I’m organizing a trip for a group of friends and asked each of them to pitch in $100 towards the deposit. Brian gave his money to Amy and asked her to pass it on to me. I thought this was strange. I asked Brian why he didn’t just give the money to me directly. He responded by saying, “I don’t like the fact that you’re a vegetarian and I didn’t want you to try and convince me to become one.”
Okay, this is not a true story (and I’m not a vegetarian – not that there’s anything wrong with that, to reference an old Seinfeld episode!). But it’s reflective of a recent story I heard about a funder on the East coast: they were worried that one of their grantees was promoting a partisan project. But the funder liked the other work that the grantee was doing. When it came time to renew the grant, the funder gave the money to one of the grantee’s partners and asked them to pass it on to the grantee.
Now that is a true story – and I would not have believed it had I not heard it from the grantee directly.
The funder never talked to the grantee about their concerns. The funder, as far as we can tell, didn’t do any due diligence to determine if the program about which they were concerned was partisan. The only reason the grantee even found out about it is because their partner reached out and said, “Why is this foundation giving us money to give to you?”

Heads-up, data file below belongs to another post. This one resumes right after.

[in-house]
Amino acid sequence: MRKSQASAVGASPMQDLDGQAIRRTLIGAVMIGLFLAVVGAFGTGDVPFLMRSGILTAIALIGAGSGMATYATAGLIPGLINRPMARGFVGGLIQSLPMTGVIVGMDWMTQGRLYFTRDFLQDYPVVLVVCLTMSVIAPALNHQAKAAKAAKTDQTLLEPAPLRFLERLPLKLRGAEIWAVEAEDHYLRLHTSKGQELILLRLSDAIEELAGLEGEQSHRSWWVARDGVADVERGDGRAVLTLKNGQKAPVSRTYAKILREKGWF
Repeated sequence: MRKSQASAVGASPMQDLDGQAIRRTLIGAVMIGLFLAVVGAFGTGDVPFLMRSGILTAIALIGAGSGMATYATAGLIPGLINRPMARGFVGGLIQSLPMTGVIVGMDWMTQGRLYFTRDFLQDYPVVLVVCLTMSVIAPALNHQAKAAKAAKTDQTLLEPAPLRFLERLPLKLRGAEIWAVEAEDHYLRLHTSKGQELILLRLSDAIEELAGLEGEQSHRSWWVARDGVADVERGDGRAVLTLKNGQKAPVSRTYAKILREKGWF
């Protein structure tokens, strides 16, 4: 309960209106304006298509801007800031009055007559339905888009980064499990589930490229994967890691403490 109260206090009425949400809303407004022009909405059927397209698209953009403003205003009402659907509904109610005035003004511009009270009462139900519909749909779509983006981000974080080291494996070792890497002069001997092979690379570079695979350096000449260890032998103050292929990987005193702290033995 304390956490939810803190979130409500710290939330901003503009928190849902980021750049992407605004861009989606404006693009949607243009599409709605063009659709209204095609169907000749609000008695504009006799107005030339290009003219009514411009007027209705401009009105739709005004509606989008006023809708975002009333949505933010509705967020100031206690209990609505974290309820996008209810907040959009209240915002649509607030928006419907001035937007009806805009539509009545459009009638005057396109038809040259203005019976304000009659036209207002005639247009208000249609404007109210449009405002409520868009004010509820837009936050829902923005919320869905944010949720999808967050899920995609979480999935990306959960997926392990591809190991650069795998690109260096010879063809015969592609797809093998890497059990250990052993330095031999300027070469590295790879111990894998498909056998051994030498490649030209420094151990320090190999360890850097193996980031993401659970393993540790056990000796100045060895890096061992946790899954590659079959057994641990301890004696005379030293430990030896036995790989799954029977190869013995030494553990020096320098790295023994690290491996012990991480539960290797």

In full disclosure, I have not talked to the funder, so I don’t know their side of the story. However, I remain baffled as to why they wouldn’t pick up the phone and, you know, actually talk to the grantee about their concerns. I recognize that uncomfortable conversations are not something that most people look forward to, but…come on!
I’ve blogged a fair amount about the relationship between funders and grantees. The power dynamics make it challenging on so many levels. And when funders aren’t honest or brave enough to have a hard conversation, it does a disservice to everyone involved – and ultimately, to the social change that the nonprofit is trying to make. So, funders, please: buck up and be honest! We’ll all be better off for it.